Transplants are medical procedures that replace diseased organs, tissues, or cells in the body with a healthy parts from someone else. Transplants are often done when these diseased organs, tissues, and cells don’t get better with standard medical treatments. Transplant procedures are most commonly done to replace:
- Corneas (the clear tissue on the front of the eye)
- Stem cells (cells that turn into all different kinds of blood cells when they mature)
Transplant risks depend on the type of transplant. Most types of transplants require surgery while some do not. Transplants that require surgery have these risks:
- Blood clots
- Organ failure or rejection
- Heart attack, stroke, or death
Transplant-related side effects depend on the type of transplant, but are often due to the medicines prescribed. The medicines, called anti-rejection medicines, keep your body from fighting against the new, organ, tissue, or cells. Anti-rejection medicines may have some of these side effects:
- High blood pressure
- High cholesterol
- Weight gain
- Bone disease
- Kidney problems
- Liver disease
Most of these side effects will go away over time. Talk about your concerns with your child’s healthcare provider.
Stem cell transplants are like blood transfusions which involve transferring blood into a blood vessel and generally don’t require surgery.
The benefits of a transplant may include:
- Prolonging your child’s life
- Improving your child’s quality of life
- Better eye vision (from cornea transplant)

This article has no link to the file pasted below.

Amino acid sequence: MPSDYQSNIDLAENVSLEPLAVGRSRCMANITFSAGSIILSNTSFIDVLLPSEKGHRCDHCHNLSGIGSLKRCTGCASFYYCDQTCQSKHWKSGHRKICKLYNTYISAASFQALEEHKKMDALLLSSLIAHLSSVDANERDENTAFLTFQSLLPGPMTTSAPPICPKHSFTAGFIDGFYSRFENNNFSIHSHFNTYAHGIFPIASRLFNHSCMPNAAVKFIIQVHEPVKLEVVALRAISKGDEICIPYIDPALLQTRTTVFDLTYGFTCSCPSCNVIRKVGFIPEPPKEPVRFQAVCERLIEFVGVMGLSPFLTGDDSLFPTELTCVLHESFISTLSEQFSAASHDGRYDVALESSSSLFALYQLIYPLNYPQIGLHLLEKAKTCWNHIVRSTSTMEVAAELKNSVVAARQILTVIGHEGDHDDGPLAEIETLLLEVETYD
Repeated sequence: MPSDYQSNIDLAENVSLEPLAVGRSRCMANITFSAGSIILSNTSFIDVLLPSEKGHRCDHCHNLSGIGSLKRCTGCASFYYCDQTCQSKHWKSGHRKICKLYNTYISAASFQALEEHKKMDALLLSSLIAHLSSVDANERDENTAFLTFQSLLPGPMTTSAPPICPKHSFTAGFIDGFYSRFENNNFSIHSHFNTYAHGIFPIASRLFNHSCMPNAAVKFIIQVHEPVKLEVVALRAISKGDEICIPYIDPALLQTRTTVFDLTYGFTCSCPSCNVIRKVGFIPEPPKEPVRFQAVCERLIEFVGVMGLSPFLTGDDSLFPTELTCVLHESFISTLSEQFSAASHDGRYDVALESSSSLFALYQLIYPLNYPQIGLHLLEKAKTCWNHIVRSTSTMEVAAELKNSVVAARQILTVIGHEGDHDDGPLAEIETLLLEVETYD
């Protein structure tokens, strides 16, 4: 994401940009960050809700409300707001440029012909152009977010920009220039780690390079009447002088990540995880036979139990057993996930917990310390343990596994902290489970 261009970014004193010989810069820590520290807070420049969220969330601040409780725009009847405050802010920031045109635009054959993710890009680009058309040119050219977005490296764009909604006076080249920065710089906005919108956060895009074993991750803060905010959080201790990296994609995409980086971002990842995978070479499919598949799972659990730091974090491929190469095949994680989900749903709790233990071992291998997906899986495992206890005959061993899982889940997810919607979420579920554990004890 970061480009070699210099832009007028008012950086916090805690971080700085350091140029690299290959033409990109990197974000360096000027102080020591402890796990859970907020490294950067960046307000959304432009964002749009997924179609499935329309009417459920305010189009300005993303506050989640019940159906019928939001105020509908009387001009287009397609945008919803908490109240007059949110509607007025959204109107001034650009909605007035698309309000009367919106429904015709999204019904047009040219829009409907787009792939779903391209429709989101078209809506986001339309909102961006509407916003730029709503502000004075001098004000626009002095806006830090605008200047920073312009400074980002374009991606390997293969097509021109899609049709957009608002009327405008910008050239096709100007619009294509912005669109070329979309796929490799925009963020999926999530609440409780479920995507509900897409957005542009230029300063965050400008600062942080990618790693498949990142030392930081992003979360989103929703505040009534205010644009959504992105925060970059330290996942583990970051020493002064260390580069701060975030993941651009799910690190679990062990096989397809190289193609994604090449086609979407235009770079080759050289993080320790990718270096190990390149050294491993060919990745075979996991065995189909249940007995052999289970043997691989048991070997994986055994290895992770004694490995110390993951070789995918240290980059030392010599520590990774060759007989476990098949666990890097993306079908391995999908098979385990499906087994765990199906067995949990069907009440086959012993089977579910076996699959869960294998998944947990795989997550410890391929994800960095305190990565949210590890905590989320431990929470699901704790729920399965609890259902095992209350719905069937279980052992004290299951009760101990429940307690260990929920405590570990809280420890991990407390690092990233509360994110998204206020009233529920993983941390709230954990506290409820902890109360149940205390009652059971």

You and your child can prepare for a transplant by:
- Completing a medical exam with your child’s doctor
- Providing a complete medical history
- Completing an evaluation with your child’s transplant team
- Making a plan with the transplant team
- Identifying people who can offer help and support during and after the transplant
- Preparing your home to make it safe and comfortable after your child returns from the hospital
Most transplants require surgery to remove a diseased organ or tissue and replace it with healthy parts. Stem cell transplants are like blood transfusions and generally don’t require surgery.
Your child will have regular follow-up visits with your child’s transplant team, primary care doctor, and any other recommended medical specialists. They will closely monitor the results of your child’s transplant and your child’s health over time. They will help you understand the results as they become available.
A member of your child’s transplant services team will talk with you about plans for home care, transportation to medical appointments, and housing, if needed. Your child will need to have regular follow-up visits with your child’s transplant team, primary care doctor, and any other recommended medical specialists. Additional follow-up requirements will depend on the type of your child’s transplant.